AREC2017 EA StudioElite AgentElite Agent TVFeature InterviewsFrom the Editor

Feature Interview: Rik Rushton with Samantha McLean

In our latest feature interview from the AREC2017 Elite Agent Studio, Samantha McLean talks to Rik Rushton about the beginning of AREC back in 1997 and what he has learned from some of his favourite speakers over the years of organising the event.

Transcript:

Samantha McLean: Back at the Elite Agent stand with someone very special, someone who has been to all 20 years of AREC. That doesn’t mean he’s old, it just means he’s wise. Welcome, Rik Rushton.

Rik Rushton: Thank you, and I came here during work experience, so that–no, I actually have been here for 20 years, that’s correct.

Samantha: Yes, so go back 20 years. What was AREC #1 like?

Rik: It was interesting because I’d gotten an invite from John McGrath saying, “Riky, we want you to come and have a look at this conference that we’re organising.” It was at the A&A Hotel. It was about 230 people. The majority were people that we knew who’d been conventioneers or just were convention tragics looking for the next best idea.

And it was the first time that we’d really heard from American speakers talking concepts that we had no real understanding of yet; pre-listing packages and working to ideal weeks and customer focus and events for your clients. We just had no understanding of that. It was like the four-minute mile. We were hearing it for the first time. One of the speakers that came back this year, Bob Wolff, was the first speaker I heard day one of AREC 20 years ago.

Samantha: Was he speaker one, day one?

Rik: He was speaker one, day one and just launched the thing like it was never coming back after that. It was one of those moments where, James Tostevin and I were there and he was talking about the concepts that were going to have a chance for you to make a million dollars, which was again, that was like Everest. Even James wasn’t rolling a million back then.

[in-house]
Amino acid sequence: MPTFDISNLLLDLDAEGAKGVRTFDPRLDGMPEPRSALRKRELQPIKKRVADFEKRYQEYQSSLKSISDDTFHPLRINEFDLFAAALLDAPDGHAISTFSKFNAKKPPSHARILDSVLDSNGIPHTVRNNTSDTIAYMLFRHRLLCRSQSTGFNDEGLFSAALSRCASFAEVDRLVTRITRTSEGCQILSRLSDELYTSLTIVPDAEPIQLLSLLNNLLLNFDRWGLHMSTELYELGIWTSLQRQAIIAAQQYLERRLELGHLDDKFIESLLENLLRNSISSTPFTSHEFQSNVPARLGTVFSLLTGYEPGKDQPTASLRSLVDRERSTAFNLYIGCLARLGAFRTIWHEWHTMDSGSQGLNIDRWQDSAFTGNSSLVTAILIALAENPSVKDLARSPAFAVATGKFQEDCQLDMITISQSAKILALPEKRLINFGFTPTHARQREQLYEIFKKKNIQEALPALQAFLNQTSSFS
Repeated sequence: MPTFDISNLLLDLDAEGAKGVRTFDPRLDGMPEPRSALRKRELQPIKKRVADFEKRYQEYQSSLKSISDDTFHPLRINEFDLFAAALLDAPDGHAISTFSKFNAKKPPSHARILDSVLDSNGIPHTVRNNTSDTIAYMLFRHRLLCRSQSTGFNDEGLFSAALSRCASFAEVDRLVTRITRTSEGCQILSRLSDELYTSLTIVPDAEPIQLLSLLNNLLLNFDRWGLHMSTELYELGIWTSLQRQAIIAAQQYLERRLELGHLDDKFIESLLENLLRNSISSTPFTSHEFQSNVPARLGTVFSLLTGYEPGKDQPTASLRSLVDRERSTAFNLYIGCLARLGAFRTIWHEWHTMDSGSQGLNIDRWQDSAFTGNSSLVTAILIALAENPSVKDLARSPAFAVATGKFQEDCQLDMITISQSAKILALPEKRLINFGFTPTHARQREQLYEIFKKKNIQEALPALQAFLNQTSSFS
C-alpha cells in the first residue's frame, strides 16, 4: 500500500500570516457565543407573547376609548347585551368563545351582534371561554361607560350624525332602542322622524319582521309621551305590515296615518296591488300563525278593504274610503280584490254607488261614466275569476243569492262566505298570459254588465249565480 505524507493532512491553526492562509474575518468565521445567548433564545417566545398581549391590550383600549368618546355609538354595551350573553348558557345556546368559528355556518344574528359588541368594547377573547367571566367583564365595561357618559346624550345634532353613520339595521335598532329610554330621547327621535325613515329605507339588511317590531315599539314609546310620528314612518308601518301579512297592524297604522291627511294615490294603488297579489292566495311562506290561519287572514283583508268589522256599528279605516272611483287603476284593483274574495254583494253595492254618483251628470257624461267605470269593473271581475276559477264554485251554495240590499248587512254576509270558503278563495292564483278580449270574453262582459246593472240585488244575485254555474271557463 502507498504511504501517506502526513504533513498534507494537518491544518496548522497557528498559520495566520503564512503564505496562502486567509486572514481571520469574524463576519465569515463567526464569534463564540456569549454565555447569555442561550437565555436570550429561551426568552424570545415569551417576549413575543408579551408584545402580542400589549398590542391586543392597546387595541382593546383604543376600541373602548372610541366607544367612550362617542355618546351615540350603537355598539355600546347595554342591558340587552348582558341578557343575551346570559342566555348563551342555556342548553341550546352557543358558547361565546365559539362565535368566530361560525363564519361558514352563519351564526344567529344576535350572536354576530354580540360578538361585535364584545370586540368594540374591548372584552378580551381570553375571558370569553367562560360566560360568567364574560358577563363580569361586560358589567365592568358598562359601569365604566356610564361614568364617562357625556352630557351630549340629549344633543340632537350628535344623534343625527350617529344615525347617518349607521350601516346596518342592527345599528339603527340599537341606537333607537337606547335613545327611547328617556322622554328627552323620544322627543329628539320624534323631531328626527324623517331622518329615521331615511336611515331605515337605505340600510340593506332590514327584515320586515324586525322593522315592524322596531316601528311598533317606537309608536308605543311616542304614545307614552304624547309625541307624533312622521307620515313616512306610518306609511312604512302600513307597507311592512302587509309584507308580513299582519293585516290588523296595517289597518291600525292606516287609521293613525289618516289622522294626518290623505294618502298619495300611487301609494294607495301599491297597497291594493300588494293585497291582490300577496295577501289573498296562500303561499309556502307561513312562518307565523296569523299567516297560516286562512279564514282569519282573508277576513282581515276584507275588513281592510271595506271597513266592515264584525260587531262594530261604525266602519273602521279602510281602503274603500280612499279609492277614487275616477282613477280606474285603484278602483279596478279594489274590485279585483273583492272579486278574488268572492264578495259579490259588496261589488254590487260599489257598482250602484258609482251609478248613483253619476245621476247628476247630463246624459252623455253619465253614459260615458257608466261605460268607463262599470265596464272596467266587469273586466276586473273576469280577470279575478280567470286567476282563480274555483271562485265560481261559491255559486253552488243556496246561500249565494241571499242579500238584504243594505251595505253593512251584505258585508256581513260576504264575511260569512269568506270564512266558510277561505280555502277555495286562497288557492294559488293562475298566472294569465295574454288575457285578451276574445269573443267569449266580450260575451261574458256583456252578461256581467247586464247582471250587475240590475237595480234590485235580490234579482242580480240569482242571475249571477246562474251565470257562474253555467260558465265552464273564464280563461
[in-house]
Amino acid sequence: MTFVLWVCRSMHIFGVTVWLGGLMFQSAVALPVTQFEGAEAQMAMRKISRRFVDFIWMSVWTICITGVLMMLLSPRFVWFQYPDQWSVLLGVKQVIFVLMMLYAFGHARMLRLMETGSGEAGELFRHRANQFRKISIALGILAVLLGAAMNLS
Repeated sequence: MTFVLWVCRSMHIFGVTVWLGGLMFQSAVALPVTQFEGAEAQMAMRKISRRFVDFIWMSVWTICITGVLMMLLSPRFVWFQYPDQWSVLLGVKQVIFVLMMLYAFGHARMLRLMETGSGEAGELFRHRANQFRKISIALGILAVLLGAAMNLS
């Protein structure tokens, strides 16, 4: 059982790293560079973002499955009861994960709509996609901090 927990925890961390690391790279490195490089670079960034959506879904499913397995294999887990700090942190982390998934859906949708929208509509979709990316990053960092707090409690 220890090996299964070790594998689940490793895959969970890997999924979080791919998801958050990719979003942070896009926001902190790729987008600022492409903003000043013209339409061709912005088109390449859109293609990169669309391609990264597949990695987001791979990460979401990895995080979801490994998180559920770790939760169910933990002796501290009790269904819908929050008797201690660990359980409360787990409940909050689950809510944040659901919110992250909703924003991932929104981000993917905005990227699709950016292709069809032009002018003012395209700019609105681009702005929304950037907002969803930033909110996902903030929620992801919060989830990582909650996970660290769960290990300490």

So he was sharing some concepts that we thought, “Gee if it’s possible, we could probably do the same,” and so I just shook his hand at the end and said, “It’s the best talk I’ve ever heard and if I could ever get a chance to meet you and work in your marketplace, I’d love that.”

He said, “Oh sure. Anytime you’re in my town.” Literally, two days later, I had booked the flight and I was there and spent 10 days with him and best thing I ever did for my career. But that was just the concepts. We were learning things for the first time. And the question that he asked back then was, “When was the last time you did something for the first time in your career?”

And most of us had just been repeating a year in. So at that stage, I was, gosh, I was seven years in, but I had one year repeated six times and Bob, Bob Boland, Lillian Montalto, all those figures were asking us, “When was the last time you did something for the very first time?” So AREC gave us that opportunity to explore those things and it was really an amazing gift.

Samantha: You’re the guy that handles all the international speakers when they come in. This means that you’ve met people like Bob Geldof, Rudy Giuliani, who is the ex-Mayor of New York. Tell us about Rudy. What was it like meeting him? What was it like behind the scenes?